Pulitzer Prize-winning composer Marvin Hamlisch dies aged 68Date: 7 August 2012
Marvin Hamlisch, the Pulitzer-prize winning composer of A Chorus Line, has died at the age of 68.
One of only two people to win an Emmy, a Grammy, an Oscar and a Tony, he wrote over 40 film scores and was the principal pops conductor for six American symphony orchestras.
Hamlisch was born in New York and studied at the Julliard School of Music. He got an early break as a rehearsal pianist for Funny Girl with Barbra Streisand, with whom he would subsequently forge a career-long association, including penning the Oscar-winning score and title song for The Way We Were in 1973.
As well as A Chorus Line (for which he won the Pulitzer), his stage work included They're Playing Our Song, The Goodbye Girl and Sweet Smell of Success.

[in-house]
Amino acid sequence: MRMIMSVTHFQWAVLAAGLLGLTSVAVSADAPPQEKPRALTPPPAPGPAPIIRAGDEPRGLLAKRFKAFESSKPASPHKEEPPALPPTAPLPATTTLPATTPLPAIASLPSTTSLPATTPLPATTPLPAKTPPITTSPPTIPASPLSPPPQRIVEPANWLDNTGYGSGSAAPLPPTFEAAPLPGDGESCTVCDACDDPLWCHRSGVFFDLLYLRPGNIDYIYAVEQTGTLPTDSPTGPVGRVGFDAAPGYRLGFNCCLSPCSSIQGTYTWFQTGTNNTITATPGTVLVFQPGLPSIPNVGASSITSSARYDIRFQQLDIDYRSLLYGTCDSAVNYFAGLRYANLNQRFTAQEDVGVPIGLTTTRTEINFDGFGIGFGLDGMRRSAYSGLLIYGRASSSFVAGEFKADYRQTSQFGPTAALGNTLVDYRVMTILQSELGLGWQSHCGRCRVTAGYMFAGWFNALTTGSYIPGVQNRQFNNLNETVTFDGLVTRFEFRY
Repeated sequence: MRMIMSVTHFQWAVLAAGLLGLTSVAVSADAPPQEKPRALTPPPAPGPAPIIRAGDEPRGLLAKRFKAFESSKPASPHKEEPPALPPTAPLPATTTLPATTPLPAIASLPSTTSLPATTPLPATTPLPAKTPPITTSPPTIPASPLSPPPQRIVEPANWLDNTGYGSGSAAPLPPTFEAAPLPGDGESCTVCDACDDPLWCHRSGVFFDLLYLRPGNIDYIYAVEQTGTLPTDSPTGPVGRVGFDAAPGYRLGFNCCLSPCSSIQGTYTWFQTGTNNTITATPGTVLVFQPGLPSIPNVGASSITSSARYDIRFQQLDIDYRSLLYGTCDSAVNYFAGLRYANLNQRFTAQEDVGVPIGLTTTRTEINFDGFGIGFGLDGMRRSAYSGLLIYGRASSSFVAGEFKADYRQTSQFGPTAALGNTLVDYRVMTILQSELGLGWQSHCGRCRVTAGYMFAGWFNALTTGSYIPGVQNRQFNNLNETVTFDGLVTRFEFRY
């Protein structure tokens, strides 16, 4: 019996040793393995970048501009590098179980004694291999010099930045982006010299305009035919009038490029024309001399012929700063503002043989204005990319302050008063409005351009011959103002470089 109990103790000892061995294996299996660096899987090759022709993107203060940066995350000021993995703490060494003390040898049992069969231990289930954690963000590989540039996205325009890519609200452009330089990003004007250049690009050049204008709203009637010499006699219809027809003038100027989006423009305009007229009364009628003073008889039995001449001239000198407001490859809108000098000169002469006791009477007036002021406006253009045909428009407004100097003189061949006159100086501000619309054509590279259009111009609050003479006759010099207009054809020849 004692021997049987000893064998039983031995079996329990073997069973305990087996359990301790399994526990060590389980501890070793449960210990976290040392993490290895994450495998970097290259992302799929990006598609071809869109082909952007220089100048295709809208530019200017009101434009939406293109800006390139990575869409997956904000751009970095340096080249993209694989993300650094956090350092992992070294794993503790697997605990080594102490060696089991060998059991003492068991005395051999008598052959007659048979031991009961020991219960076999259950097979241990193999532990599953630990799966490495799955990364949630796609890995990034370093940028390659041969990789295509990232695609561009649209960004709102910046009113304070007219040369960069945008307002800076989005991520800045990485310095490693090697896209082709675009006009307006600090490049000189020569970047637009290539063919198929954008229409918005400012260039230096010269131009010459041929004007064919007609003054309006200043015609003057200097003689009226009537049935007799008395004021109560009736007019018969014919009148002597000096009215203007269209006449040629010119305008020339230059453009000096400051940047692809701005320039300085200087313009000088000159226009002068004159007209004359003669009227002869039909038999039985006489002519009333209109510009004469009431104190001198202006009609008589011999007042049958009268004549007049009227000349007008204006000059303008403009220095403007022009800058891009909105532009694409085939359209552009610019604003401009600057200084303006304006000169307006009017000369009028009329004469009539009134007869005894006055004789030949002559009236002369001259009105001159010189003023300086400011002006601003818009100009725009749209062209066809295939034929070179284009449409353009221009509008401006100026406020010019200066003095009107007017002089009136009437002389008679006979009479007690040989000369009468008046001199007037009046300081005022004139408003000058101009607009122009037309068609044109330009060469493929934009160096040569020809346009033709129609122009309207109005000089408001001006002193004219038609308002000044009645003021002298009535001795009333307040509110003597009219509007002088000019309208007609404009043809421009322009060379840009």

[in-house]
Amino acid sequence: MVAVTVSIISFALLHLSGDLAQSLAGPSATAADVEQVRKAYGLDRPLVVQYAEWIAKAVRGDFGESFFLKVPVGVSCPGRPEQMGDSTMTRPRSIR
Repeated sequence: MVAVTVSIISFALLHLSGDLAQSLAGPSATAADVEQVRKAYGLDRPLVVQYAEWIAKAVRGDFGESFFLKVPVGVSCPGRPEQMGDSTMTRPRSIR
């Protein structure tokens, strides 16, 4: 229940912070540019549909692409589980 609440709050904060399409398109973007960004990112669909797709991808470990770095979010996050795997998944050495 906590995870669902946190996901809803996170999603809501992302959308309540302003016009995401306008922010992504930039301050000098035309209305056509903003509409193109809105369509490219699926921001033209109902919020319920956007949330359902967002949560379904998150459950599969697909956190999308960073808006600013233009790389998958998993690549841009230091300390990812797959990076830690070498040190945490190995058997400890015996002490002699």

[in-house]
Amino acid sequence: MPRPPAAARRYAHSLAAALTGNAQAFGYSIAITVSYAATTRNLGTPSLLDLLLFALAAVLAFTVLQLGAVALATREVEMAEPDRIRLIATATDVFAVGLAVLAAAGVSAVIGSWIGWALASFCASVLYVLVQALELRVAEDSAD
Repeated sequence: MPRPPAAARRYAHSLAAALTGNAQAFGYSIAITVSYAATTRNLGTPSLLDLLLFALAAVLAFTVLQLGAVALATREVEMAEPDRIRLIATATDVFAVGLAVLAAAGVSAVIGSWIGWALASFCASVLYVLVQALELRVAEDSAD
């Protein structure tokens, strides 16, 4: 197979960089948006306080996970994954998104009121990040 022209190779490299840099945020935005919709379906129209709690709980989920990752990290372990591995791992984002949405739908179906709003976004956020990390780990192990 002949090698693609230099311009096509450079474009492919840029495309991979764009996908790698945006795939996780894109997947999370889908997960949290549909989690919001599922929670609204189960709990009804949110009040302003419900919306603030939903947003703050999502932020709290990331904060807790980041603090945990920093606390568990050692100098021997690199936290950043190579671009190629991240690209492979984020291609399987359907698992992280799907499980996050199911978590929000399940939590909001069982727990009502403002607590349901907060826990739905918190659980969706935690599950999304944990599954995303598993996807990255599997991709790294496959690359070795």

He composed more than 40 film scores, including his Oscar-winning adaptation of Scott Joplin's music for 1973 film The Sting, and collaborated with directors including Woody Allen and Steven Soderbergh.
A statement from his publicist said he was scheduled to fly to Nashville this week to see a production of his musical, The Nutty Professor.
Speaking to Whatsonstage.com at the time he said: "A lot of the stuff that I do is funny ... For me, it really isn't that hard because I was born with a sense of humour. I think it's very important to try to be yourself on the stage, otherwise you can just go out and buy a CD of the music. I think an evening should be more than that."
A family spokesman said Hamlisch died on Monday (6 August 2012) following a brief illness, though further details haven’t been released.